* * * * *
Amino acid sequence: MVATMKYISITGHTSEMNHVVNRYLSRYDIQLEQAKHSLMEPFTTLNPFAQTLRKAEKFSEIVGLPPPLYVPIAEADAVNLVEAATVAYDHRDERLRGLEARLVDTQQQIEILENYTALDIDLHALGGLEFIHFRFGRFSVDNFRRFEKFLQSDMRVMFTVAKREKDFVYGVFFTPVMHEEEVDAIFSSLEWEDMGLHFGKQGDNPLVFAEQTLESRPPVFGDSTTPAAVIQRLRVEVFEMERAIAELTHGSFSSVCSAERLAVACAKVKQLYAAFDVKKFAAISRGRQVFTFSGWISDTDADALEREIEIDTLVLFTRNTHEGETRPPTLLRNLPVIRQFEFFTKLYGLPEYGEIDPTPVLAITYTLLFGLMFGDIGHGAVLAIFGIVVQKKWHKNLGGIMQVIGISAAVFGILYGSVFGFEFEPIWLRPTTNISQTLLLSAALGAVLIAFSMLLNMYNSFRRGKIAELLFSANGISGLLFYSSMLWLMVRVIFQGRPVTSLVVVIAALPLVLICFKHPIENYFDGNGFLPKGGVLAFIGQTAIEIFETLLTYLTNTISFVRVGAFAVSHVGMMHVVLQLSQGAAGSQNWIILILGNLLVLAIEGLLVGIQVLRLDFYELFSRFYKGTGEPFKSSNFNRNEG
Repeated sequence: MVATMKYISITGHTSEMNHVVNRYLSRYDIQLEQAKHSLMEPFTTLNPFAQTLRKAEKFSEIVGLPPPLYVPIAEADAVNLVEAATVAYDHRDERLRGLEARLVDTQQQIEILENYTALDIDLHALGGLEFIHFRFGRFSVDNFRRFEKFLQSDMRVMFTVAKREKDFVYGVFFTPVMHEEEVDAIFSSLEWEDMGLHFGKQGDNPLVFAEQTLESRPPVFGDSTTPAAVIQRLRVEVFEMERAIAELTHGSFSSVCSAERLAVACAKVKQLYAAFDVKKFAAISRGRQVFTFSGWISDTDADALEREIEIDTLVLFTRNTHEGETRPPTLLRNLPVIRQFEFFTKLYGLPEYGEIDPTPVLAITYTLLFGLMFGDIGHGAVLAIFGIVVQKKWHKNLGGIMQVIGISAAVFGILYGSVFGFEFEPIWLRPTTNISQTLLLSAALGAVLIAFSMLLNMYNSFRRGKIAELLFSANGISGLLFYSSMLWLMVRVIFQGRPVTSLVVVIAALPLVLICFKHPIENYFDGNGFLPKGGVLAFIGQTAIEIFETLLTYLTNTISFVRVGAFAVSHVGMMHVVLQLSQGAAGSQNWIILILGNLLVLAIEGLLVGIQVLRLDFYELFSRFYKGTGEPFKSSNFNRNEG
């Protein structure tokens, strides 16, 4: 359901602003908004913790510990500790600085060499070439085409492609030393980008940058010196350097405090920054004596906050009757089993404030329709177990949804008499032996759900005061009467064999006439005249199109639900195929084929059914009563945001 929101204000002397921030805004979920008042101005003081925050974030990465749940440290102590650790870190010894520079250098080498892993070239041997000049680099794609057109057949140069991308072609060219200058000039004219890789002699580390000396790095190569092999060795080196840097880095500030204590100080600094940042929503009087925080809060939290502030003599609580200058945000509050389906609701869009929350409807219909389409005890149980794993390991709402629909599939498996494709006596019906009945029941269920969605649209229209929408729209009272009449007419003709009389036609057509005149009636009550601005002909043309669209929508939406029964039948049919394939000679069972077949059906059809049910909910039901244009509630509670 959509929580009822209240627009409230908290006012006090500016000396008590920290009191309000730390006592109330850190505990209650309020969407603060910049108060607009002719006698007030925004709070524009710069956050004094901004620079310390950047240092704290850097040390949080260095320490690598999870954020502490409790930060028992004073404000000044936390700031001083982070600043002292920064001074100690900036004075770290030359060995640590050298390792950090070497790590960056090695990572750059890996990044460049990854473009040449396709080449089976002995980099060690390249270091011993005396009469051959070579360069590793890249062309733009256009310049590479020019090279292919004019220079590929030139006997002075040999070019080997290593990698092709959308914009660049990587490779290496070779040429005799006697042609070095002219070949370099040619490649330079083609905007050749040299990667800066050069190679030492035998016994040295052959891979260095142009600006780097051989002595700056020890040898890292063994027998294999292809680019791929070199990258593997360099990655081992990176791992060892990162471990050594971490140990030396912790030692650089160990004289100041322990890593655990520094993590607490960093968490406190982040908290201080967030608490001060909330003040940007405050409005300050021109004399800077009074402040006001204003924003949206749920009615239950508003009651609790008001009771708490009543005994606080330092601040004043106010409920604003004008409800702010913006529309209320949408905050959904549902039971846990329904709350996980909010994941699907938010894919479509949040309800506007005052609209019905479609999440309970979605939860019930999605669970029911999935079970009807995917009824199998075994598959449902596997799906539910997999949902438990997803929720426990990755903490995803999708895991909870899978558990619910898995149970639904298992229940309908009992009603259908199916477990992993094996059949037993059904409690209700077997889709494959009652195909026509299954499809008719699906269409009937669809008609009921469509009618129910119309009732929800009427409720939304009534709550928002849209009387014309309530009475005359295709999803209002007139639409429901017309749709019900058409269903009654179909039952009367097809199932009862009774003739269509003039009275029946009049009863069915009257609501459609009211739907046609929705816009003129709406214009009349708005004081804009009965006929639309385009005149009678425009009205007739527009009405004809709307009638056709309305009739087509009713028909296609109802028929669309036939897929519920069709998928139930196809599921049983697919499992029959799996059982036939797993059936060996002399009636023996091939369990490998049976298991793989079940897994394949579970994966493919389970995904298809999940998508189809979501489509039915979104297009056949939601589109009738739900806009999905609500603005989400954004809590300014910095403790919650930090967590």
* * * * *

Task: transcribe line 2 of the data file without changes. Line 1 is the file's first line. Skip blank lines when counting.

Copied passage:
Repeated sequence: MVATMKYISITGHTSEMNHVVNRYLSRYDIQLEQAKHSLMEPFTTLNPFAQTLRKAEKFSEIVGLPPPLYVPIAEADAVNLVEAATVAYDHRDERLRGLEARLVDTQQQIEILENYTALDIDLHALGGLEFIHFRFGRFSVDNFRRFEKFLQSDMRVMFTVAKREKDFVYGVFFTPVMHEEEVDAIFSSLEWEDMGLHFGKQGDNPLVFAEQTLESRPPVFGDSTTPAAVIQRLRVEVFEMERAIAELTHGSFSSVCSAERLAVACAKVKQLYAAFDVKKFAAISRGRQVFTFSGWISDTDADALEREIEIDTLVLFTRNTHEGETRPPTLLRNLPVIRQFEFFTKLYGLPEYGEIDPTPVLAITYTLLFGLMFGDIGHGAVLAIFGIVVQKKWHKNLGGIMQVIGISAAVFGILYGSVFGFEFEPIWLRPTTNISQTLLLSAALGAVLIAFSMLLNMYNSFRRGKIAELLFSANGISGLLFYSSMLWLMVRVIFQGRPVTSLVVVIAALPLVLICFKHPIENYFDGNGFLPKGGVLAFIGQTAIEIFETLLTYLTNTISFVRVGAFAVSHVGMMHVVLQLSQGAAGSQNWIILILGNLLVLAIEGLLVGIQVLRLDFYELFSRFYKGTGEPFKSSNFNRNEG